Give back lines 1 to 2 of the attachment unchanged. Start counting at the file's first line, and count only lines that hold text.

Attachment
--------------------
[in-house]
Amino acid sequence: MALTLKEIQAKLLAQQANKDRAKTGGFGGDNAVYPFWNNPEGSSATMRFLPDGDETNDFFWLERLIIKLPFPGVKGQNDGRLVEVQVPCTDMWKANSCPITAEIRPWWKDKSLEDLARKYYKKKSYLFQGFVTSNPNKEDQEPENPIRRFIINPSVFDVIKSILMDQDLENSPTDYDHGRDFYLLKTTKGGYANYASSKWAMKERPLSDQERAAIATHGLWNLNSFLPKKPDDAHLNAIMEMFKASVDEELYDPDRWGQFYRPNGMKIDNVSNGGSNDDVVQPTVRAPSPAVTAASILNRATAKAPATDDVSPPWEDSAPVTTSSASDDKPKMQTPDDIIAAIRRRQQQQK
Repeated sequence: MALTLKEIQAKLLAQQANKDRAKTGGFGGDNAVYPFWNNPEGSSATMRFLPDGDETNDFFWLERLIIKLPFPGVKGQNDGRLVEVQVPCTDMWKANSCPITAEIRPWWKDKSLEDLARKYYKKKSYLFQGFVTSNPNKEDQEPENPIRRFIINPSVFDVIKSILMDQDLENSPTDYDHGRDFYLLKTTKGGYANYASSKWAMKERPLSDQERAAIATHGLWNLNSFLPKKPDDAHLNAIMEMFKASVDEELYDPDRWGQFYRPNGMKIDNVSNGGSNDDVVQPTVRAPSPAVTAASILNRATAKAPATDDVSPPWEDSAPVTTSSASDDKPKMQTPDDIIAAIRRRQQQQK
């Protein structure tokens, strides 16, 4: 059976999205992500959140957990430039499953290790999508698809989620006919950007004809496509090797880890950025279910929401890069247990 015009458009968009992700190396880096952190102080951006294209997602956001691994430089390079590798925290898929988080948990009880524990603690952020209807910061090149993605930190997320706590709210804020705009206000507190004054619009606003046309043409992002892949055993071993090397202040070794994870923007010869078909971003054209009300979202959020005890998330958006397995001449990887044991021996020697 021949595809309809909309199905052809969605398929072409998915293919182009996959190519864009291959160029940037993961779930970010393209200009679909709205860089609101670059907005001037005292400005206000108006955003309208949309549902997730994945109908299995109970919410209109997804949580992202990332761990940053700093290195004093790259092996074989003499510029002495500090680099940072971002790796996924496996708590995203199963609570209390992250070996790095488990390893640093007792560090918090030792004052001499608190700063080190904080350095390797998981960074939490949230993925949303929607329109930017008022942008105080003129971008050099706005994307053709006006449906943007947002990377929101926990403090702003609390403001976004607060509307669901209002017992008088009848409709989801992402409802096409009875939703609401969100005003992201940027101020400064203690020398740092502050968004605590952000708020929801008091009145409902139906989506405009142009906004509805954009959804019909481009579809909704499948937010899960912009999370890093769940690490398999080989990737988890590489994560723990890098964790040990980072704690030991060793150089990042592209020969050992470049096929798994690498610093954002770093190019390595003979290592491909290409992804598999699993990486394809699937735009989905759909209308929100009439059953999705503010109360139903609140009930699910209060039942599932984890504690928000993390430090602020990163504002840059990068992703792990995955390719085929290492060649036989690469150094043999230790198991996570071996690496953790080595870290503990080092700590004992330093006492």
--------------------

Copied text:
[in-house]
Amino acid sequence: MALTLKEIQAKLLAQQANKDRAKTGGFGGDNAVYPFWNNPEGSSATMRFLPDGDETNDFFWLERLIIKLPFPGVKGQNDGRLVEVQVPCTDMWKANSCPITAEIRPWWKDKSLEDLARKYYKKKSYLFQGFVTSNPNKEDQEPENPIRRFIINPSVFDVIKSILMDQDLENSPTDYDHGRDFYLLKTTKGGYANYASSKWAMKERPLSDQERAAIATHGLWNLNSFLPKKPDDAHLNAIMEMFKASVDEELYDPDRWGQFYRPNGMKIDNVSNGGSNDDVVQPTVRAPSPAVTAASILNRATAKAPATDDVSPPWEDSAPVTTSSASDDKPKMQTPDDIIAAIRRRQQQQK